Protocol Independent Multicast (PIM) mode is the most commonly used protocol for IP multicasting within an Autonomous System (AS). PIM can use the route learned from any unicast routing protocol to perform the Reverse Path Forwarding (RPF) check and forward the multicast packets that a router receives from a source. When multicasting is implemented across different ASs (also known as Inter-AS multicasting), PIM can be used inside the individual domains for building data distribution trees. But it has to rely on the unicast route information learned through Border Gateway Protocol (BGP) to perform the RPF check.
There may be cases where the unicast traffic has to flow through a particular path between two ASs and a different path has to be used for multicast traffic between the same two ASs. In such a case, the RPF check fails if a multicast source is learned through the interface meant for unicast traffic. This is a common case in Network Access Points (NAPs), where multiple service providers peer with each other at multiple points. To overcome this problem, Multicast BGP (MBGP) can be used. MBGP is an extension of BGP that can carry routing information for multiple network layer protocols. MBGP can indicate whether an advertised prefix is to be used for unicast routing, multicast RPF checks or both.
For BGP to support IPv6 or multicast, BGP is extended. These extensions are called Multiprotocol BGP (MP-BGP) extensions. For multicast, you usually refer to these extensions as Multiprotocol BGP extensions for multicast. Multicast BGP is multicast BGP extensions for IP multicast.
The configuration of MBGP is identical to that of ordinary BGP configuration except for a few additional steps. MBGP involves issuing the address-family command in BGP configuration mode identify the type of route advertised. For example, router A has a LAN segment 172.16.1.0/24 attached to it, with multicast sources belonging to this segment. Router A is also connected to router B across two WAN links belonging to 192.168.10.0/24 and 192.168.20.0/24 networks, with receivers attached to a LAN segment on router B. Use the first WAN link for unicast traffic alone and the second WAN link for only multicast traffic.You need to configure multicast routing on both routers and enable pim on the interface you want to send multicast traffic ,2nd link in our case.you would also need to enable pim on LAN segment of both routers (multicast server and host) that will also enable IGMP enable on it.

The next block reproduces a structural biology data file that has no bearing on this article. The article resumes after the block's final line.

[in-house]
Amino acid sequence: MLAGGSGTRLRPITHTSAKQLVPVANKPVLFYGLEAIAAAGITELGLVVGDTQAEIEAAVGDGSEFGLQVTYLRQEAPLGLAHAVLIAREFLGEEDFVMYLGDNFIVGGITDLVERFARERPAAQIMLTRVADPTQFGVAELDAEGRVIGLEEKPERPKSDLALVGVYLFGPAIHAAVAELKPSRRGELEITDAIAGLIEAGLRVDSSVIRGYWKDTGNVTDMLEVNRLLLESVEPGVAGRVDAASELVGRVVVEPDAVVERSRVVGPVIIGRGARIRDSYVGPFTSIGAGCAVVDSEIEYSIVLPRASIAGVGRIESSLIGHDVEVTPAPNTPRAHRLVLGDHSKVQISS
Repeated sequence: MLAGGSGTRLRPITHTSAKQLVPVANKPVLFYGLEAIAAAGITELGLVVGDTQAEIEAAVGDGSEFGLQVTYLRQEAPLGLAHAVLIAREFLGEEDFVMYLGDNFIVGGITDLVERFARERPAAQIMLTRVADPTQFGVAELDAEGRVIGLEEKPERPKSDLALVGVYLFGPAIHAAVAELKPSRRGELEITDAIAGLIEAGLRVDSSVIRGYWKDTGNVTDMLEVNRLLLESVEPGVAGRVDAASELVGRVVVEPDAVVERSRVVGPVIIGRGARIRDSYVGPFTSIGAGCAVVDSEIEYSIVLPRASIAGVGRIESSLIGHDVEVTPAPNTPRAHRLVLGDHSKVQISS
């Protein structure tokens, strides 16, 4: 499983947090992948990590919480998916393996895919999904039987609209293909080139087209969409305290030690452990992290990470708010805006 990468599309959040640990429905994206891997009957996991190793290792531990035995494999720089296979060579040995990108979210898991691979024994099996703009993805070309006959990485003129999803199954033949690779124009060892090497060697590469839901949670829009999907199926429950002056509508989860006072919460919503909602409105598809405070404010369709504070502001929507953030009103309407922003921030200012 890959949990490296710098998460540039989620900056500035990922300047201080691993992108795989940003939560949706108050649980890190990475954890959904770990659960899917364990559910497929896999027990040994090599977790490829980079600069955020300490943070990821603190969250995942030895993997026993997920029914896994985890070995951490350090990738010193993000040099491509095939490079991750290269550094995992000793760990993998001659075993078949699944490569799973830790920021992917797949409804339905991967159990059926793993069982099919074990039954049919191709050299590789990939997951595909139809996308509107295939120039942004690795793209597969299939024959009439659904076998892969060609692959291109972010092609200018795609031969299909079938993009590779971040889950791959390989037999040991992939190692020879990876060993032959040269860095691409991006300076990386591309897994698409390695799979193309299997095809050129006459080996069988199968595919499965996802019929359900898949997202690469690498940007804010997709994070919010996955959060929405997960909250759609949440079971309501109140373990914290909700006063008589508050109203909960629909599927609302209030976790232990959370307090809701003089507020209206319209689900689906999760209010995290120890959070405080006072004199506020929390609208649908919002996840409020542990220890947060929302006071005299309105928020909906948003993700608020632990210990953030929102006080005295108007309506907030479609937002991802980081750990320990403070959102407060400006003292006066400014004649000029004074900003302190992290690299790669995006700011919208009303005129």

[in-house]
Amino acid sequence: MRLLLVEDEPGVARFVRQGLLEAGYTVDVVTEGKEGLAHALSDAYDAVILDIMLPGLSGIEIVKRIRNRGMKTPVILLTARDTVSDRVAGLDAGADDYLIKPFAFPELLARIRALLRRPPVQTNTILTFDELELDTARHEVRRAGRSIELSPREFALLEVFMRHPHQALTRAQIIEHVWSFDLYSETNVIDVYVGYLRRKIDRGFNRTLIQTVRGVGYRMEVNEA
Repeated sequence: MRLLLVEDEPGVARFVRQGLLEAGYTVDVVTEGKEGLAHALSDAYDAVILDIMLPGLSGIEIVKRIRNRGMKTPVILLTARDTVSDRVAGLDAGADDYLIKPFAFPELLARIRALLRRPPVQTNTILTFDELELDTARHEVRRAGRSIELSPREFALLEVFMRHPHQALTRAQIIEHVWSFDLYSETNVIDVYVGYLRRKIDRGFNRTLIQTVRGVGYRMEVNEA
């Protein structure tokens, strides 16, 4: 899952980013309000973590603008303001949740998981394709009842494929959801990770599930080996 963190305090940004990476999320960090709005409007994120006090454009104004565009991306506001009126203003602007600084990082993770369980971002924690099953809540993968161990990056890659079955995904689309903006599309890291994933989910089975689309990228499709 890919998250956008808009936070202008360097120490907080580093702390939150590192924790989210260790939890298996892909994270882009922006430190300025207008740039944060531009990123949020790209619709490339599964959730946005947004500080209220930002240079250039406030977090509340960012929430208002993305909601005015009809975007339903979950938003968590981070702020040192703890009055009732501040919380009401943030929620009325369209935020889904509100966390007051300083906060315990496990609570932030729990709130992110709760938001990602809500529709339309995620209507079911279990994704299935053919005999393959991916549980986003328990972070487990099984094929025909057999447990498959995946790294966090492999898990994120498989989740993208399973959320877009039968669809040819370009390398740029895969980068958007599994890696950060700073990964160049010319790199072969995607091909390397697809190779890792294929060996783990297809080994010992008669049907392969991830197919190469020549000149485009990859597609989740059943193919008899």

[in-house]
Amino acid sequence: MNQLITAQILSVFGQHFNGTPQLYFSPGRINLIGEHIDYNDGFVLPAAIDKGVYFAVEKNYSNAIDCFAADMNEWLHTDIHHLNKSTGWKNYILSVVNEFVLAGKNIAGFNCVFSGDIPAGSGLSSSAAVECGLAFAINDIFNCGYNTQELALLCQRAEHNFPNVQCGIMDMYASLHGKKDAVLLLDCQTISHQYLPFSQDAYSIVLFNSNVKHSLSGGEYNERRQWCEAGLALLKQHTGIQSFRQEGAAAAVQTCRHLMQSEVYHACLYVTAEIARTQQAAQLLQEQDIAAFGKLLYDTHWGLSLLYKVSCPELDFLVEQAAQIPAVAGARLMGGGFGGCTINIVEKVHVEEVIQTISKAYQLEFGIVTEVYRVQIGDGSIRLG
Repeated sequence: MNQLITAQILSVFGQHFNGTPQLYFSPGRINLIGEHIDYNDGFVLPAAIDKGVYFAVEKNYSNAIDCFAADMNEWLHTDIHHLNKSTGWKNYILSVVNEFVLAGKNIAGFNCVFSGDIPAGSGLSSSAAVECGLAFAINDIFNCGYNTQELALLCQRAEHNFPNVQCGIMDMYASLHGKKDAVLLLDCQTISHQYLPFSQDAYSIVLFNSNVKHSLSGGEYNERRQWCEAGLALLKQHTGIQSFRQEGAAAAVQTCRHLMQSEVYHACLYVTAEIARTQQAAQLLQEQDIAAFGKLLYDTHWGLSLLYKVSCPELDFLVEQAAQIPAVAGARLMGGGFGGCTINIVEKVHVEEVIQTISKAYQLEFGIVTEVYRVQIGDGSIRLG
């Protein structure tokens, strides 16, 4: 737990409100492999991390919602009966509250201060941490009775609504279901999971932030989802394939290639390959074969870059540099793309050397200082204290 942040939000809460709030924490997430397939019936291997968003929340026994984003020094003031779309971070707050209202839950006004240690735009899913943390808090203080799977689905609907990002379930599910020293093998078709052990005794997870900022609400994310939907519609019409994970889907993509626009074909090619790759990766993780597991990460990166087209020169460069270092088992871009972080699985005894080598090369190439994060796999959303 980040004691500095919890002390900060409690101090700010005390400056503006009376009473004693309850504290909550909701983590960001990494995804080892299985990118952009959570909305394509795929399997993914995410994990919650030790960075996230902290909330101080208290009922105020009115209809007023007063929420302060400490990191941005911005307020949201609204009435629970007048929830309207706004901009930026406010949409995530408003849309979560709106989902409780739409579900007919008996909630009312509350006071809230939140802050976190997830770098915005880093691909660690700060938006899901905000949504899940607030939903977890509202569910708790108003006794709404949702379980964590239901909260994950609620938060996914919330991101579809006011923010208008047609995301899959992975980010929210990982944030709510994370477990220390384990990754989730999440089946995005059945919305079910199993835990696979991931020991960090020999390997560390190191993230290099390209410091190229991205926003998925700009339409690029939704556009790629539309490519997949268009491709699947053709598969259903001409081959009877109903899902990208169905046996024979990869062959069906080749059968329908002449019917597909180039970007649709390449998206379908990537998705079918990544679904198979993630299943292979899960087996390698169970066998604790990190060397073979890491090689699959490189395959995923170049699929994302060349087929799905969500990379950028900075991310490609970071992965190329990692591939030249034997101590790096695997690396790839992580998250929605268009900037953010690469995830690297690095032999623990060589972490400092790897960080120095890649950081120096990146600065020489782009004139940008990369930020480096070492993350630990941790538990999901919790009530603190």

This is the MBGP configuration on router A:
router bgp 65500
no bgp default ipv4-unicast
!-- This command disables automatic advertising of prefixes to all
neighbors for unicast traffic.
network 172.16.1.0 mask 255.255.255.0
!--- This line advertises the attached LAN segment for
neighbor 192.168.10.2 remote-as 65535
neighbor 192.168.10.2 activate
!--- These lines configure the neighbor on the first WAN link to router B
and enables exchange of prefixes for unicast traffic with this specific neighbor.
neighbor 192.168.20.2 remote-as 65535
!--- This line configures the neighbor on the second WAN link to router B.
address-family ipv4 multicast
!--- This command configures the MBGP session to exchange prefixes for
neighbor 192.168.20.2 activate
!--- This line activates the previously defined neighbor on the
second WAN link to router B. This is done to exchange prefixes for multicast traffic.
network 172.16.1.0 mask 255.255.255.0
!--- This line advertises this prefix for multicast
traffic apart from advertising the prefix previously for unicast traffic.
!--- This command exits out of the address-family configuration mode.
Due to this configuration, unicast traffic to the 172.16.1.0/24 subnet flows on the first WAN link between the routers, but the second WAN link is used for the RPF check when a source belonging to this subnet sends multicast traffic reaching router B.
For more information on MBGP, refer to these documents: